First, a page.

Green tyrants are now pushing people to drink tap water from recycled sewage
in the name of fighting climate change.
One such tyrant is James Bevan, chief executive of the United Kingdom's Environment Agency. He called on people to "change the way they think about water," to the point of claiming that "drinking recycled sewage is the future."
To back up his call, Bevan pointed out that many parts of the U.K. are likely to run on short water, especially considering its dry, hot summer. Interestingly, Bevan is connected to Klaus Schwab's World Economic Forum.
"We will need to be less squeamish about where our drinking water comes from," he said, adding that people should treat water "as a precious resource" and not as free goods. Part of the solution, Bevan added, will be to reprocess the water that results from sewage treatment and turn it back into drinking water that is perfectly safe and healthy.
However, this "toilet-to-tap" water is not something many people will want to drink. "Green" advocates are nevertheless promoting this "environmentally friendly" initiative amid water shortages and rationing caused by droughts.
In the U.S., California is leading the way
to making recycled sewage water a reality. The drought-stricken Golden State has already begun discussions about implementing this kind of technology as droughts continue to plague large areas of the country.
Brad Coffey, water resources manager for the Metropolitan Water District of Southern California, said there's been a health legacy where sanitary engineering practices and regulators called sewage a waste – something to be avoided and feared. However, with new technology now available, the regulators and the scientific community have much greater confidence in their ability to reuse the water supply (Related: Los Angeles to recycle BIOSLUDGE into tap water; Angelenos will soon be drinking recycled diarrhea and urine from the tap
California residents set for "flush-and-drink" water system
Under consideration by city authorities are the "direct potable reuse" of water, which varies from "indirect potable reuse," where recycled water is placed with environmental barriers such as underground aquifers or reservoirs before they are consumed by humans.
This type of recycling was unthinkable a few decades ago. In the 1990s, when California agencies worked on taking advantage of wastewater to replenish groundwater in San Gabriel Valley and Los Angeles, community groups brought lawsuits against the projects, citing the risk of adverse environmental impact.
However, as drought conditions worsened, opposition to such projects "softened."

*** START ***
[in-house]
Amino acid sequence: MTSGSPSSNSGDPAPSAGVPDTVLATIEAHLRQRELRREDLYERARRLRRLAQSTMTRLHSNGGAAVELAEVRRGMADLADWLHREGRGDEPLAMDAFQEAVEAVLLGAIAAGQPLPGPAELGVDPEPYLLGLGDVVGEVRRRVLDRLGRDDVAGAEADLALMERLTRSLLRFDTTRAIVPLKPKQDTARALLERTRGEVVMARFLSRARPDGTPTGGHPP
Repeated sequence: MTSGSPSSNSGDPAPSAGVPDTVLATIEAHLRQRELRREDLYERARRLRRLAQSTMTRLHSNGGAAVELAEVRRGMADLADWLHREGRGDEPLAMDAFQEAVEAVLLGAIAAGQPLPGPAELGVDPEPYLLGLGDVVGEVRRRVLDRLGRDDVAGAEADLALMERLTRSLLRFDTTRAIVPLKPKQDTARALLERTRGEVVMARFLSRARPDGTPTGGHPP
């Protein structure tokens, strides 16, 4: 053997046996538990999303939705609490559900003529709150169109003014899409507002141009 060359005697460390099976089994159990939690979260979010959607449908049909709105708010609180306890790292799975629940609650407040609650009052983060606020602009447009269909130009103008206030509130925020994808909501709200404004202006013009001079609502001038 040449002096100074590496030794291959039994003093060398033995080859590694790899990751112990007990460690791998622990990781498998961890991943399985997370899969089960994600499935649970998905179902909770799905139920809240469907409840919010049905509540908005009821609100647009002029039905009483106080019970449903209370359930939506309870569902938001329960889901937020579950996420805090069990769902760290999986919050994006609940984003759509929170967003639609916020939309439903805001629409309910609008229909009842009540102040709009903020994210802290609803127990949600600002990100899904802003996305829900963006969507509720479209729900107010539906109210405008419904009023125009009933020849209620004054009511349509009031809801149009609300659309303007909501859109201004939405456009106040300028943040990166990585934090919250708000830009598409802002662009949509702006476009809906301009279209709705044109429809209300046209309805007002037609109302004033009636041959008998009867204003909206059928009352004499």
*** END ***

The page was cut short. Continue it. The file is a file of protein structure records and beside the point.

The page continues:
There are now two wastewater recycling initiatives
under development in Los Angeles County: one is a $3.4 billion plant at the Joint Water Pollution Control Plant in Carson, California, while the other is a $16 billion plan called "Operation Next," which plans to purify almost all of the wastewater that is processed by the Hyperion Water Reclamation Plant.
Coffey said it is their goal to turn the largest discharge of treated wastewater in Southern California into an engine for groundwater replenishment.
"That's in an attempt to interrupt, break the snowpack-dependent water cycle of much of California and much of the West that's threatened by climate change," he said.
However, there are still challenges that remain in implementing such ambitious initiatives, most notably with the centralized structure of sewer systems.
Pacific Institute Research Director Heather Cooley said they have built a very highly centralized system.
"We often build recycled wastewater treatment facilities at a low point in the watershed … and all the pipes are sort of oriented toward that," Cooley said.
However, there are still other challenges in implementing such projects and ensuring that the water being recycled is safe for consumption and that regulations are adjusted accordingly.
There is currently no way to monitor chemicals and pathogens in sewage water in real-time, but water treatment operators use a concept known as log removal to judge the number of impurities in water. For some viruses, state authorities require up to 20 log removals before the water can be considered safe.
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California to start recycling sewer water into tap water... and yes, it's full of insane chemicals.
Sewer water to be recycled as drinking water in three Texas cities.
Americans are now drinking biosludge water recycled from raw human sewage.